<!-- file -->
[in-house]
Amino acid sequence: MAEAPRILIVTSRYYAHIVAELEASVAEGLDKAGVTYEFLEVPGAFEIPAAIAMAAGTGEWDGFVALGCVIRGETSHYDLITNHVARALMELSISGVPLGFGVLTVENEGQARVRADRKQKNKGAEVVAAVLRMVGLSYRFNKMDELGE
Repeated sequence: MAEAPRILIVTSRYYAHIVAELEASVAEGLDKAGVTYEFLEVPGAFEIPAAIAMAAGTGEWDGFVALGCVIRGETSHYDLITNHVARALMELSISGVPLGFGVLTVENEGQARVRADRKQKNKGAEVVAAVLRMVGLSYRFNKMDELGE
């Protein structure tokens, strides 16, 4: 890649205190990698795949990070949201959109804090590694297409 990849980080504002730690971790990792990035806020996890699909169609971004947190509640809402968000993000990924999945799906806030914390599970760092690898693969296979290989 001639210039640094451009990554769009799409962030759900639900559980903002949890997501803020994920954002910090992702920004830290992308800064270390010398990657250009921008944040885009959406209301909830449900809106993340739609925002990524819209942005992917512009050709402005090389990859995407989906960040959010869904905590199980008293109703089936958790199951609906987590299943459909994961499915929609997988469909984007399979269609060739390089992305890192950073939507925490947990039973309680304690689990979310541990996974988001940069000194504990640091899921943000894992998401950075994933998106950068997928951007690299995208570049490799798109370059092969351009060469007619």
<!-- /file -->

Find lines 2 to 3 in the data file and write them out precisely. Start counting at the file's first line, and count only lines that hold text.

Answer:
Amino acid sequence: MAEAPRILIVTSRYYAHIVAELEASVAEGLDKAGVTYEFLEVPGAFEIPAAIAMAAGTGEWDGFVALGCVIRGETSHYDLITNHVARALMELSISGVPLGFGVLTVENEGQARVRADRKQKNKGAEVVAAVLRMVGLSYRFNKMDELGE
Repeated sequence: MAEAPRILIVTSRYYAHIVAELEASVAEGLDKAGVTYEFLEVPGAFEIPAAIAMAAGTGEWDGFVALGCVIRGETSHYDLITNHVARALMELSISGVPLGFGVLTVENEGQARVRADRKQKNKGAEVVAAVLRMVGLSYRFNKMDELGE